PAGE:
Testosterone is a steroid hormone that is produced in the testes in men, the ovaries in men and the adrenal cortex in both genders.
Testosterone is a vital hormone that affects the reproductive organs, brain, skin, muscles, heart and body weight.
What is testosterone?
Testosterone is a steroid hormone that is produced in the testes in men, the ovaries in women and the adrenal cortex in both genders.
Testosterone is a key male sex hormone that affects all aspect of male development and function.
Testosterone is a long established buzz word in the health and fitness arena, as it is known to improve endurance, increase muscle mass, promote fat loss, regulate sex drive and to promote better mood and memory.
Testosterone naturally declines as men age in a process called andropause which isn’t as well known as the menopause in women.
It can begin for men as young as 30 years of age. Andropause is marked by a decrease in the male hormone testosterone, also known as "Low T". Andropause differs to menopause as it is a more gradual process that involves testosterone declining over time.
Physically, testosterone affects the body by:
- Stimulating the growth of male reproductive organs
- Activating the enlargement of the Adam’s apple and deepening of the voice
- Regulating the development of muscle mass and strength
- Stimulating the growth of facial and bodily hair
- Maintaining a healthy immune system
- Producing red blood cells
- Preventing osteoporosis and maintaining bone density
- Maintaining a healthy heart
- Stimulating erections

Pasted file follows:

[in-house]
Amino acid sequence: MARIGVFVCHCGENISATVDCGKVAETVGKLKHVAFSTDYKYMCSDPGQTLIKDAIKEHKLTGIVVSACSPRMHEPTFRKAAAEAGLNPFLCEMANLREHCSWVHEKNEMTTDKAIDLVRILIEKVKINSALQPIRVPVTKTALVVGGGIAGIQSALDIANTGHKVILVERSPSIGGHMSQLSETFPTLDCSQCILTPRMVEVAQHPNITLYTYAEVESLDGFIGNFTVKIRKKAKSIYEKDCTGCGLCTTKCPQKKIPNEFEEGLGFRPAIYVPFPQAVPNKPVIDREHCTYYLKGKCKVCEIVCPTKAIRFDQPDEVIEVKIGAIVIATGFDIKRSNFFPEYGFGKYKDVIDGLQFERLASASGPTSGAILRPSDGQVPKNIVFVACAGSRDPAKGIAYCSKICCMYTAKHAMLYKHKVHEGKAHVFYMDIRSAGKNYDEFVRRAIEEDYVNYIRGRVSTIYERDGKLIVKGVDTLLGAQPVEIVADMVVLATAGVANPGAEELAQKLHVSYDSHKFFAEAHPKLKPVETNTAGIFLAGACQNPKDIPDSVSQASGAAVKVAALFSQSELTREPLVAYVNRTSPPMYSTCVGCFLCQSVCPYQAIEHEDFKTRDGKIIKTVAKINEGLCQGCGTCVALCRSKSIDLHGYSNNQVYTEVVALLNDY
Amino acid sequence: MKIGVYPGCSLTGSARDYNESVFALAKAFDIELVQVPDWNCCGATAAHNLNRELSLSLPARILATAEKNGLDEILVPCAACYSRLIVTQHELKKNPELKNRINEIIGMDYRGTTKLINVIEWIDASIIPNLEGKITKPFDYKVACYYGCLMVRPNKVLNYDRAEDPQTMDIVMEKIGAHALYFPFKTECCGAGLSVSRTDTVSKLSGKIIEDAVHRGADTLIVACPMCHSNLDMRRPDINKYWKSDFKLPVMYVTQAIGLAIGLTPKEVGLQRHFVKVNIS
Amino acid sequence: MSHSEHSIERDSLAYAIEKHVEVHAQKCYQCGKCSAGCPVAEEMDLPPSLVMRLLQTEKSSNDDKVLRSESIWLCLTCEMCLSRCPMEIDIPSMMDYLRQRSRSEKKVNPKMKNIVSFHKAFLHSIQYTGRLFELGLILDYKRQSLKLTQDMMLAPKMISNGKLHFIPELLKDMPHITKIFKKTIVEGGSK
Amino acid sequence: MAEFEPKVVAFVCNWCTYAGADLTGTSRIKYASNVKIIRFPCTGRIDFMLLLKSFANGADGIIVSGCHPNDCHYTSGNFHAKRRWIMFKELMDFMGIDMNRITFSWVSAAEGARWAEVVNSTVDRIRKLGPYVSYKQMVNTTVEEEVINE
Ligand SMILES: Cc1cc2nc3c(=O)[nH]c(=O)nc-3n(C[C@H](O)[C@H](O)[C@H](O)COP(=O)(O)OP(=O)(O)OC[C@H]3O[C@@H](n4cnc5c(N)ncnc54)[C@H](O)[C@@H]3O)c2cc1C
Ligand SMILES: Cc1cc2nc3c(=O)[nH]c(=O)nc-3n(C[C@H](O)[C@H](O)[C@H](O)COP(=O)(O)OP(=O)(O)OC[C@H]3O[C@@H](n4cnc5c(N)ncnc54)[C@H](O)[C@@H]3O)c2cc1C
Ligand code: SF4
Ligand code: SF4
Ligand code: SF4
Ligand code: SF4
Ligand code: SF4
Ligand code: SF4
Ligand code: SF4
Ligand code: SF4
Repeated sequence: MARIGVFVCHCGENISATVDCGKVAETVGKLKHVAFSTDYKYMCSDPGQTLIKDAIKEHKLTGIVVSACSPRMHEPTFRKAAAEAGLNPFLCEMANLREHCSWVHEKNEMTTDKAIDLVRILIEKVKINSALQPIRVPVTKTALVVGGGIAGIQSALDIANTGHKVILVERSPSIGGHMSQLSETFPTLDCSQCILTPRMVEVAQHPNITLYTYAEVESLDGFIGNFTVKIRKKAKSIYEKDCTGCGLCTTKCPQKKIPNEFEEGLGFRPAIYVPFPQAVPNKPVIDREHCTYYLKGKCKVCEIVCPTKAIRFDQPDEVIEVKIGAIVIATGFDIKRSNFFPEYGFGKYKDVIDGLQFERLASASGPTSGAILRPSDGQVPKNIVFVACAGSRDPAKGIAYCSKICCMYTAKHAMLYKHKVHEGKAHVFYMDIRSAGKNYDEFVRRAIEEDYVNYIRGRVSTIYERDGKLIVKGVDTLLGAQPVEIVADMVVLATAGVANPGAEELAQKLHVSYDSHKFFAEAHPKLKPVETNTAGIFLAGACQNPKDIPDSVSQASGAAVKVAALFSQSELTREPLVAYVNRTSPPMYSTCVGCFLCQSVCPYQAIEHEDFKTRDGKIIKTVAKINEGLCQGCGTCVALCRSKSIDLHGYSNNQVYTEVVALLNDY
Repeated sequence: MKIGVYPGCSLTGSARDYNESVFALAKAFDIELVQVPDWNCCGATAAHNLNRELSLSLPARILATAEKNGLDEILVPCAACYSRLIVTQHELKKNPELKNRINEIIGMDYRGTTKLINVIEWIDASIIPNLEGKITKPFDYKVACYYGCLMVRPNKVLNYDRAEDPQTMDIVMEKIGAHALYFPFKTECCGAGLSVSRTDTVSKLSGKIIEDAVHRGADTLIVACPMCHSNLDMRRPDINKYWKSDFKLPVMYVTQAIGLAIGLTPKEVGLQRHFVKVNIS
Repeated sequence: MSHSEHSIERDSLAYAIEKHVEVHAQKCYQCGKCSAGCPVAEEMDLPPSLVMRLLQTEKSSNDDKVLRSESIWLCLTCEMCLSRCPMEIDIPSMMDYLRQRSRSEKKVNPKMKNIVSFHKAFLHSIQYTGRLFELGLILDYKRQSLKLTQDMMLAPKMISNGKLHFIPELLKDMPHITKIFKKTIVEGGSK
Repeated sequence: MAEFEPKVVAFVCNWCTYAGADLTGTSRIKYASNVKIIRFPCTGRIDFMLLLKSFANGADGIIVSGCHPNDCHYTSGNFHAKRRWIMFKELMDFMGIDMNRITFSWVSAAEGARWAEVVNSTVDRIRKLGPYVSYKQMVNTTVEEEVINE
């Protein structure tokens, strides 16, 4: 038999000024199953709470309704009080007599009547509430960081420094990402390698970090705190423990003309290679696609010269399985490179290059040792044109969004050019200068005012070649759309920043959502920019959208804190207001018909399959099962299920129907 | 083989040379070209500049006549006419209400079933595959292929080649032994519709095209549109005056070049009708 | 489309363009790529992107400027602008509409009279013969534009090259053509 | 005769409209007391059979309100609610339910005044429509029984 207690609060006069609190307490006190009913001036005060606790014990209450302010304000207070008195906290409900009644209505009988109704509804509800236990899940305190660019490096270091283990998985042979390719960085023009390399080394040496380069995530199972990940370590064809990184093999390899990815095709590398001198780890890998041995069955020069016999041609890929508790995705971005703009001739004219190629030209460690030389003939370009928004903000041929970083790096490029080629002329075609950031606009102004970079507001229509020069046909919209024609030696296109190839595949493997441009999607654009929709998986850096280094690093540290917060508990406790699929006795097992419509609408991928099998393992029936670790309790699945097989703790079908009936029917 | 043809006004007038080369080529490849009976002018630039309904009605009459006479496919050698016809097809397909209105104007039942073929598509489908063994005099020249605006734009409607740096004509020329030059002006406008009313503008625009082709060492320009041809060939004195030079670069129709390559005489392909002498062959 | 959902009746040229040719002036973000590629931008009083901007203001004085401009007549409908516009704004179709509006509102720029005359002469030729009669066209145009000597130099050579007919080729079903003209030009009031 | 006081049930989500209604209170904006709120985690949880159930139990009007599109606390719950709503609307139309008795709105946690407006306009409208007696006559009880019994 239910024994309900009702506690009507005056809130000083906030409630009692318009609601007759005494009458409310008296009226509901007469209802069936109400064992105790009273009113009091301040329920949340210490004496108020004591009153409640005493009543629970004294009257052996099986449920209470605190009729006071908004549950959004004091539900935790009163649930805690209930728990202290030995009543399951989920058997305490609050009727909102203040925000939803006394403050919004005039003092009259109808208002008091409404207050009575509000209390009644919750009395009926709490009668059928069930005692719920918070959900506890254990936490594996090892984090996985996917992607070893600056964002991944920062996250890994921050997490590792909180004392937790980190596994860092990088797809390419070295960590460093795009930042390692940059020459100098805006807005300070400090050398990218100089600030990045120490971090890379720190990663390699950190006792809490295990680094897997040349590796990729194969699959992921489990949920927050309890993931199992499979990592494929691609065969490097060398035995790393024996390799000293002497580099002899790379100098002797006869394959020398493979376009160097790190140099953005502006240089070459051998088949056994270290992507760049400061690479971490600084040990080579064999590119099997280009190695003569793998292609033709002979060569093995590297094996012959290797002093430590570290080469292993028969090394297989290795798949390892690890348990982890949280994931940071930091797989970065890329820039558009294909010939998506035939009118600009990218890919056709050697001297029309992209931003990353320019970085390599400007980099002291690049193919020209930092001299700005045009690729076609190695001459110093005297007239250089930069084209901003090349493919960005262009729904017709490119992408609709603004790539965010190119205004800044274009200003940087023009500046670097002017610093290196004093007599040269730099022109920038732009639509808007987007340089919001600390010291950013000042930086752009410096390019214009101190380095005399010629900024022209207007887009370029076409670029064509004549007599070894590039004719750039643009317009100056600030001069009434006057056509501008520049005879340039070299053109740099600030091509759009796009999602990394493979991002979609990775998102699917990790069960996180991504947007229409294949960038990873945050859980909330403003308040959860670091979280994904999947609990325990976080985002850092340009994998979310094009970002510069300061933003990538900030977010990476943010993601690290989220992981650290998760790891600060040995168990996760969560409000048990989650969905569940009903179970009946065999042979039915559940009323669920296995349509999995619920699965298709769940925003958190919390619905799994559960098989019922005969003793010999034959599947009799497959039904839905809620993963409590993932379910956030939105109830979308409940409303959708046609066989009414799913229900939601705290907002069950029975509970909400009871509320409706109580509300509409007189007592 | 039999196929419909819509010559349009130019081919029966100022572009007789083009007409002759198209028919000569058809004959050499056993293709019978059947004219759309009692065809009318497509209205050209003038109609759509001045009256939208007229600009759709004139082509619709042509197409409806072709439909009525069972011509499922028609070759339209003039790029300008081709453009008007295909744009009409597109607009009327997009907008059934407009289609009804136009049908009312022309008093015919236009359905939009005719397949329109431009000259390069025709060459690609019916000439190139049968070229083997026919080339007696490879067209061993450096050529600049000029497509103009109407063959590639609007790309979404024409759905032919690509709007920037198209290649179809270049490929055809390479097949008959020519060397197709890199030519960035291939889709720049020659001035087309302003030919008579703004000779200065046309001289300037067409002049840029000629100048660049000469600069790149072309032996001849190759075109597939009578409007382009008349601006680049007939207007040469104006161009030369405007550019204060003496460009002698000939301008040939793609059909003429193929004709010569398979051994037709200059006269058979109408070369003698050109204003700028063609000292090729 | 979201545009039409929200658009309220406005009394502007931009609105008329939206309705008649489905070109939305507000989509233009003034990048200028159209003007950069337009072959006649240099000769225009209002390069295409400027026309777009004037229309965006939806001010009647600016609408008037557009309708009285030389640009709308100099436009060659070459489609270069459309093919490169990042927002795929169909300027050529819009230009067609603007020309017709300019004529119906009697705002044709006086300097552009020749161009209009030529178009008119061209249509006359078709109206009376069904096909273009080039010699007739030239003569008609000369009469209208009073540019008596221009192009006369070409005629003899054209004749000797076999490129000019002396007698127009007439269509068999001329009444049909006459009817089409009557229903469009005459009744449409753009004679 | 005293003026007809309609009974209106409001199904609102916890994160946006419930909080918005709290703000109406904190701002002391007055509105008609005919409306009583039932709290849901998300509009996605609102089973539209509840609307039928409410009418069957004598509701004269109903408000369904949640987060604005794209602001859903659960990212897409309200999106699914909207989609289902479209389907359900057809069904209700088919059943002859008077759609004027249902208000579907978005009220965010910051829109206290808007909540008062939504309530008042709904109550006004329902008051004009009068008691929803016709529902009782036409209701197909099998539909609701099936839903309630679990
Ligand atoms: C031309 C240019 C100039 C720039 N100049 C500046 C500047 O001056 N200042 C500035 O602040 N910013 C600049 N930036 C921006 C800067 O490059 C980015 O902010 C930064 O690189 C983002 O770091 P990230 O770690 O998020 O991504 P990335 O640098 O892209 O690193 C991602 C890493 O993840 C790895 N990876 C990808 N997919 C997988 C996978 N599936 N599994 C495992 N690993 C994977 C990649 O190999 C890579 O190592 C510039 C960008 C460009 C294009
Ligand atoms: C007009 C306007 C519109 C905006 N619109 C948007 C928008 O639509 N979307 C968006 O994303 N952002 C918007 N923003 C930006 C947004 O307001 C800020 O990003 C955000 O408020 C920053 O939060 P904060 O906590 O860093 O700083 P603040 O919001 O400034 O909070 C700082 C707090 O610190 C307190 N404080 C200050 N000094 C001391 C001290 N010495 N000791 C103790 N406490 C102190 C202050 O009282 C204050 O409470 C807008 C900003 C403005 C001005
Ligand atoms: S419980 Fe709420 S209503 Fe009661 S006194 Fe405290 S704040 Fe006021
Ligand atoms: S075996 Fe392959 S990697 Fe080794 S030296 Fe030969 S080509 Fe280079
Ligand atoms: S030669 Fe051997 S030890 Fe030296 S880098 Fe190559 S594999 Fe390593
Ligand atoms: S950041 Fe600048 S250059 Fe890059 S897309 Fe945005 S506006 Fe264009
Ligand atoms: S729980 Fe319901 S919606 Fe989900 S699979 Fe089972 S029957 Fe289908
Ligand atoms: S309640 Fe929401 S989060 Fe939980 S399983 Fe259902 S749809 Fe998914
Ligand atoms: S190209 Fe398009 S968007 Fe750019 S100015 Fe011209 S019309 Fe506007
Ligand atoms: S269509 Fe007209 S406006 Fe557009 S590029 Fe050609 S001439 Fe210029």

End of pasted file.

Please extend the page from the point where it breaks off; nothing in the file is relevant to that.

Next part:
- Regulating fertility and sperm quality
Emotionally, testosterone affects the mind by:
- Improving short and long term memory
- Balancing emotional responses and improving overall mood
- Improving motivation and drive
- Regulating sexual drive or libido
- Maintaining energy levels
From the age of thirty years, testosterone levels begin to decline by 1% each year.
The rate of testosterone decline may be influenced by lifestyle factors such as being overweight, living a sedentary lifestyle, drinking, smoking, taking recreational drugs, significant stressors in your day to day life and emotional illness.
The Endocrine Society states that:
“There is a trend of declining testosterone in men and a rise in related health conditions, including reduced semen quality in men and genital malformations in newborn boys.”
What affects testosterone levels?
The pituitary gland, which is located at the bottom the brain, stimulates the production of testosterone by sending signals to the testes. When testosterone levels are too high, or too low in the blood, the brain sends signals to the pituitary gland to sends signals back to the testes. This signal will set off a chain of reactions which will either increase or reduce testosterone production, in a feedback loop.
Factors that may affect your testosterone levels include:
- Family history
- Certain health conditions
Health conditions including type 1 & 2 diabetes, Klinefelter syndrome, hemochromatosis, pituitary gland disorders, thyroid, kidney, liver issues, overtraining and eating disorders impact your testosterone levels.
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Written by Hannah Kingston | Medically reviewed by Dr. Robert Mordkin